In the perfect setting, winter holds a special wonder all its own. The twinkling snow and blanketed atmosphere can make everything seem dreamy. This, and the cheaper cost, is why many brides choose winter for their wedding instead of the customary spring ceremony. As with every season, there are great wedding theme ideas you can use to help really flesh out the winter wedding of your dreams.
Use lots of crystals and silver to create that stunning ice queen feel for your wedding. Use a white wedding cake with dangling, clear crystals. Use tons of crystals and white flowers as a bouquet and decorations.
Try to find as much clear, crystal looking decor as possible, including chairs, tables, flatware, and dishes. Think about using tiny, icicle-looking lights to hang from the walls and ceiling. The wedding wardrobe should consist of luxurious silk, velvet, and fur. Remember, you’re royalty, so keep everything looking as fabulous as you.
Bring the winter atmosphere indoors without having to worry about dealing with the cold. The wedding colors should stick with white and/or silver. Use craft stuffing to create snow all over everything. Spray snow can frost the windows, and white carpets can blanket the aisle. Use glittering snowflake lights or decorations to hang from the ceiling and walls.
Your cake and wedding invitations can look like a snow fort, snowman, snowflake, or a snowball. Music can cover the many winter-themed songs, or just use regular music on a “snow” covered dance floor.
Victorians had a very distinctive look, regardless if it’s summer, spring, fall or winter. So regardless of when your wedding takes place, you can also incorporate a Victorian theme. Try using a traditional Victorian caroling party as your guide, or go with a more pioneer-spirited winter barn dance.
Either way, you’ll need some warm, likely velvet and fur, Victorian clothes. Remember that historical weddings need more money for garments, since things usually need to be elaborate re-creations.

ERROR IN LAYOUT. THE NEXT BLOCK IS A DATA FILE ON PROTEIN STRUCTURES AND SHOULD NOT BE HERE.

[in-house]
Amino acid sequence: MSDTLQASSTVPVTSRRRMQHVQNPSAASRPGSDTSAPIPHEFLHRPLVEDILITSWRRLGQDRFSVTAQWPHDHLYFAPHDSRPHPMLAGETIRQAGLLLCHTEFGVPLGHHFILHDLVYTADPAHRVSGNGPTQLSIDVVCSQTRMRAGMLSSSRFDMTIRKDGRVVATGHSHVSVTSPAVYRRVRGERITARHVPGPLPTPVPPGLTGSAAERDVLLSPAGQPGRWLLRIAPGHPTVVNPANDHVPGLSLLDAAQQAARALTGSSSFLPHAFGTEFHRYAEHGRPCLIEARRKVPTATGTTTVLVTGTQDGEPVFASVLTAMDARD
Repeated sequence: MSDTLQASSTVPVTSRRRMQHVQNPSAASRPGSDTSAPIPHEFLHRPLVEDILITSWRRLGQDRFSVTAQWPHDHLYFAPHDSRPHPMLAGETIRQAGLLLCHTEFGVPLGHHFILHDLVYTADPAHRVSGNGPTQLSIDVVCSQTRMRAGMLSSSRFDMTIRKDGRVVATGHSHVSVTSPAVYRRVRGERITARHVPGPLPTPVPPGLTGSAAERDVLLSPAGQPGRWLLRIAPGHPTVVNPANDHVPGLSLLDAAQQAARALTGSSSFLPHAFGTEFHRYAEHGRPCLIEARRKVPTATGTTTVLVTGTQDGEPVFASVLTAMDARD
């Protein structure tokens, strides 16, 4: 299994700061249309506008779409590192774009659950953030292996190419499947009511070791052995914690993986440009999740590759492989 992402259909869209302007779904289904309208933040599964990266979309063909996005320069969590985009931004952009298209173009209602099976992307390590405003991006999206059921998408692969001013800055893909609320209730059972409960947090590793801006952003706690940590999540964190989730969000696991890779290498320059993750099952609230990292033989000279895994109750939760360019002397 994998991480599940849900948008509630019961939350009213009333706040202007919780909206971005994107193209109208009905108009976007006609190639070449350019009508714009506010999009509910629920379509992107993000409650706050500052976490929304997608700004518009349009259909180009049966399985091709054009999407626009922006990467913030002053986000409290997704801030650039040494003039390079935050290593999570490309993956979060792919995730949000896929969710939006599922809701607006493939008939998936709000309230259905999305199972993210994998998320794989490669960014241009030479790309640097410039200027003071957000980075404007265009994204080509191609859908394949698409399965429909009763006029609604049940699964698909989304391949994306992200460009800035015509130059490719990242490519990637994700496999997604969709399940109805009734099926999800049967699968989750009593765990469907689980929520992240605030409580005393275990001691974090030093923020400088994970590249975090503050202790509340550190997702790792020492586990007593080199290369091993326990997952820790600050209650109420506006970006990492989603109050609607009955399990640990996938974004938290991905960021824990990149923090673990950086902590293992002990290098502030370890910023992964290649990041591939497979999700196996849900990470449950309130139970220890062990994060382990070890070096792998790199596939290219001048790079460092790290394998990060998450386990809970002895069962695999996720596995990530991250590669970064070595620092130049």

If there are two things the Russian culture knows about, it’s throwing parties and dealing with snow! Invoke a more indulgent age and tweak the Victorian theme by modeling your wedding theme after the styles of Tsarist Russia.
Or think about the amazing wood and painting done by peasants and decorate with that colorful style. Provide well-known Russian food and drinks, and think about using assorted Russian folk music for the reception.
If you want a little cabin charm added to your wedding, why not try a Nordic theme? Think about recreating that distinctive look of a Swiss chalet. Old fashion snow shoes, wooden skis, warm fires and fur rugs.
The bride and groom can go formal with fur or stay casual with ski outfits. White walls with wood edging should be easy to recreate with paper and/or plastic. If you want to really go all out, ditch the chalet and make everyone attend the wedding on skis!
Those cold-weather animals have a warm place in many people’s hearts, so why not show your love by using them in your wedding theme. Cute penguins can adorn your invitations, tables, or even cake. Try ice sculptures of polar bears or seals.
You could also have the chairs decorated like toy polar bears, penguins or seals. The best thing about this type of theme is that you don’t have to worry about the men’s outfits. A basic wedding tux makes a man look like a big penguin anyway.
If you are a hard-core animal lover, you can even do the entire theme about endangered animals and ask for donations to your favorite charity as wedding gifts. Invitations can come from an animal charity and include general wildlife information as well as wedding stuff. It’s your wedding, so make it a cause if that’s what’s important to you.
If you love to celebrate the holidays, maybe you should think about involving a specific holiday into your wedding theme. It doesn’t matter what your heritage is, a winter wedding can also be Hanukkah, Kwanzaa, Christmas, or even winter solstice inspired.
Use the usual symbols and colors of the holiday as a subtle undertone for the wedding. Every holiday has its own traditional decoration, food, and music, so the reception should be easy to figure out.
If you do decide on an outdoor wedding, remember to warn everyone that they’ll need to dress warm. Consider a fur hood instead of the typical veil and a decorated fur muff instead of the traditional bouquet. Use a canopy to help keep snow off the seats and aisle. It’s best not to have the wedding in an actual field of snow, but rather in a protected area with raised ground to prevent problems.
Think about serving hot food for the reception and have plenty of coffee, tea and hot chocolate available at all times. Winter weddings are unpredictable because of the weather, so make sure you have a team of people with snow shovels ready to clear your ceremony and reception area in case of a storm.